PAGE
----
Planting extra trees to combat climate change across Europe could also increase rainfall, research suggests.
A new study found that converting agricultural land to forest would boost summer rains by 7.6% on average.
The researchers also found that adding trees changed rainfall patterns far downwind of the new forests.
The authors believe that extra rain could partially offset the rise in dry conditions expected with climate change.
The findings about increasing rainfall are partly based on observations of existing patterns. But the underlying reasons are less clear - they are probably related to the way the forests interact with cloudy air.
Planting trees has become a major plank of many countries' efforts to tackle climate change all over the world.
Prime Minister Boris Johnson says the UK is aiming to plant some 30 million new trees every year by 2025.
A number of studies have looked at the range of impacts, both positive and negative, that the boom in planting is likely to bring.
This new paper considers the impact of converting agricultural land across Europe to sustainable forests.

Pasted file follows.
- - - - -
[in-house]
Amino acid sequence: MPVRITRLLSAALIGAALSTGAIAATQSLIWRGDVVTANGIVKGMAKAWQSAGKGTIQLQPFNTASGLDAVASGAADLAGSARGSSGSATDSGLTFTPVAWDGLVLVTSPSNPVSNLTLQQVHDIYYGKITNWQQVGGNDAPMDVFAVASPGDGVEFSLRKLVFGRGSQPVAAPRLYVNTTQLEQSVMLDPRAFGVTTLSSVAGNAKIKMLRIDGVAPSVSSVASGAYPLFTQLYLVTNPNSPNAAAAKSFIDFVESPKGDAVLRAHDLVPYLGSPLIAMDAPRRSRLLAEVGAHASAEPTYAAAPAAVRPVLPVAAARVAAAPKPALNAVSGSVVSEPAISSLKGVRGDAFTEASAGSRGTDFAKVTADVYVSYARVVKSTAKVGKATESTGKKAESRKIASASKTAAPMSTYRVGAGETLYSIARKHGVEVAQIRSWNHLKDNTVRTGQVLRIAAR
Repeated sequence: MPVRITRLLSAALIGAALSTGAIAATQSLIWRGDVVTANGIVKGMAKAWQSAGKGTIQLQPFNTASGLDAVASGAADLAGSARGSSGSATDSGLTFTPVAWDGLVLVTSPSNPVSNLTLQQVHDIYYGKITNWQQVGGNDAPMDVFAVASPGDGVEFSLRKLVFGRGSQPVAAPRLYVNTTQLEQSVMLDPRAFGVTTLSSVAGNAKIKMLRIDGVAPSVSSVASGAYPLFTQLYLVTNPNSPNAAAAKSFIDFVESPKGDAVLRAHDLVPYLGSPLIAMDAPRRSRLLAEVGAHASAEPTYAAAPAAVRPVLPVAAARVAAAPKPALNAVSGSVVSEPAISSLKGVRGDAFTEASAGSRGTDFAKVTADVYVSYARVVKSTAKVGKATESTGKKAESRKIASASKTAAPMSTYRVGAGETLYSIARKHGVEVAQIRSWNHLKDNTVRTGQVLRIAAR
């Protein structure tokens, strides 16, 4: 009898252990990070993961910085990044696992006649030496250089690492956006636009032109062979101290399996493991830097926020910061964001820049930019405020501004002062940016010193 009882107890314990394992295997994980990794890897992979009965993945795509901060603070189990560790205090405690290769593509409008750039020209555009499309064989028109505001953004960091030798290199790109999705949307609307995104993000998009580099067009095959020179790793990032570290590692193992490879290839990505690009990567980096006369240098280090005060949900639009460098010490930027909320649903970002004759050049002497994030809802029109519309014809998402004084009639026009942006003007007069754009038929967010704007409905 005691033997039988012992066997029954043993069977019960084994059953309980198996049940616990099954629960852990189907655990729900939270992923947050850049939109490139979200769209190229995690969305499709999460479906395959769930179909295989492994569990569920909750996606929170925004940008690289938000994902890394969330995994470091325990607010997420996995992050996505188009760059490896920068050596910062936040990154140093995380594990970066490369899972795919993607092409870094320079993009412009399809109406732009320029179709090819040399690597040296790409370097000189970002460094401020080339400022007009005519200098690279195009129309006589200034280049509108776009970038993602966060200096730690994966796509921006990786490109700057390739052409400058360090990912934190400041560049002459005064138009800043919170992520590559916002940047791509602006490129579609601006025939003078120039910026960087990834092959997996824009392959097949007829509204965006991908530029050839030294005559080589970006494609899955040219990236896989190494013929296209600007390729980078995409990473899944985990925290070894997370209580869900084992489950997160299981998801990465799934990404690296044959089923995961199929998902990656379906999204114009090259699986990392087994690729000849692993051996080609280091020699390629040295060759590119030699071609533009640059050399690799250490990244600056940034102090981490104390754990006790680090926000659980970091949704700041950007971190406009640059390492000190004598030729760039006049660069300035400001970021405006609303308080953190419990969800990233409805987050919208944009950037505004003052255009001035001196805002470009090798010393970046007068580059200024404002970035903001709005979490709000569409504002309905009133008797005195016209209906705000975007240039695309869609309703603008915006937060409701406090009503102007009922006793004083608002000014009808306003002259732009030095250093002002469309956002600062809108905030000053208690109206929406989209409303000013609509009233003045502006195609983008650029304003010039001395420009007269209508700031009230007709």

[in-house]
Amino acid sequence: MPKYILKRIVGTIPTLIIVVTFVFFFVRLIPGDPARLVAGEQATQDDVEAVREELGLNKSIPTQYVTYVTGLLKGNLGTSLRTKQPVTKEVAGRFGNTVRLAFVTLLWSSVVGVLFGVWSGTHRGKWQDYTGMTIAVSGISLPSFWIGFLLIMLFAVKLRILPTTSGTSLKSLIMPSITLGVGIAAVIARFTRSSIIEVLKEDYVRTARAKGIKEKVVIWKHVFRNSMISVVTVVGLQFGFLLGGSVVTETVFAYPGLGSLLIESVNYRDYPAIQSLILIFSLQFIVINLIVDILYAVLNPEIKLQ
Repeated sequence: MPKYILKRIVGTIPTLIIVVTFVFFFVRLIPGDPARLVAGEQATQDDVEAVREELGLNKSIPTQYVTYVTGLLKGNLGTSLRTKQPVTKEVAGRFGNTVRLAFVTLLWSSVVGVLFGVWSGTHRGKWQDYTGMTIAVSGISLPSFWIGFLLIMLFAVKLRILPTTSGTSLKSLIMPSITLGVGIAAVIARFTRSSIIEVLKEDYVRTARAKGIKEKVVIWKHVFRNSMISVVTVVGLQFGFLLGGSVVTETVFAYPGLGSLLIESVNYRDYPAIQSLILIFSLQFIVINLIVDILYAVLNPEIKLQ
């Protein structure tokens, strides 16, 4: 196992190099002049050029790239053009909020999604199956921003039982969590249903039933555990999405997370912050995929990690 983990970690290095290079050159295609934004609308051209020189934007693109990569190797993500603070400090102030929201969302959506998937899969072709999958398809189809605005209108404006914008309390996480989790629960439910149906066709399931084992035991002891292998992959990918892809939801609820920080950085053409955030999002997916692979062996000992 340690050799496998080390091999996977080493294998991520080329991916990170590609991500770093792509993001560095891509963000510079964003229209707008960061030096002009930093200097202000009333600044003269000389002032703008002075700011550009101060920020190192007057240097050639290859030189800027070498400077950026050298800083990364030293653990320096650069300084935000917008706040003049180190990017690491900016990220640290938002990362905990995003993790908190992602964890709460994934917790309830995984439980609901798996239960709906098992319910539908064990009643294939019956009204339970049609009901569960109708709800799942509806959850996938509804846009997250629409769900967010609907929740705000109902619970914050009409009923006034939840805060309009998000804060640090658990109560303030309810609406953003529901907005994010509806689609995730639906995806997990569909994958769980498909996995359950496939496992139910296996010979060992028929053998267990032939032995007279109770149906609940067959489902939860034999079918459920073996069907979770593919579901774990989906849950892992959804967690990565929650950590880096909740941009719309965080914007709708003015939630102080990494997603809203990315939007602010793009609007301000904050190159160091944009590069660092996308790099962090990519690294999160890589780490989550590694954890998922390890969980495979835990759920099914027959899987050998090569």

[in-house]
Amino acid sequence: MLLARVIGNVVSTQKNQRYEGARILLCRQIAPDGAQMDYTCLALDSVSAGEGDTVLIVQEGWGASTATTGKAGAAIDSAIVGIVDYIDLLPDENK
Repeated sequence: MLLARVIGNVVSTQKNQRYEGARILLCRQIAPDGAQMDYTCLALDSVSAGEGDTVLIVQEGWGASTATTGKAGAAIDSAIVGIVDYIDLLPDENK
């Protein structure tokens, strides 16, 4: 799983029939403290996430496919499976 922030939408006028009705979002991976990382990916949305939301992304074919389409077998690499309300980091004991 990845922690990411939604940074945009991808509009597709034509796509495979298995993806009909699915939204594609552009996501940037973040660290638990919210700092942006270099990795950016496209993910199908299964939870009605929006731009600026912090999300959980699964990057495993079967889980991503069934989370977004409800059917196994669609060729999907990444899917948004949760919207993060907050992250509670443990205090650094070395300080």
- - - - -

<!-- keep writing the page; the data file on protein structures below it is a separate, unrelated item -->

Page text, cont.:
The authors use an observation-based statistical model to estimate how changes to forest cover would impact rainfall across the continent.
The researchers found that if there was a 20% increase in forest, uniformly across Europe, then this would boost local rainfall, especially in winter and with greater impacts felt in coastal regions.
But as well as local rain, the planting of new forests causes impacts downwind. The scientists found that rainfall in these locations was increased particularly in the summer months.
Taking the two impacts together, in what the team describe as a realistic reforestation scenario, they found that precipitation overall went up by 7.6% in the summer.
The article is from:(the full version is here)https://www.bbc.com/news/science-environment-57722879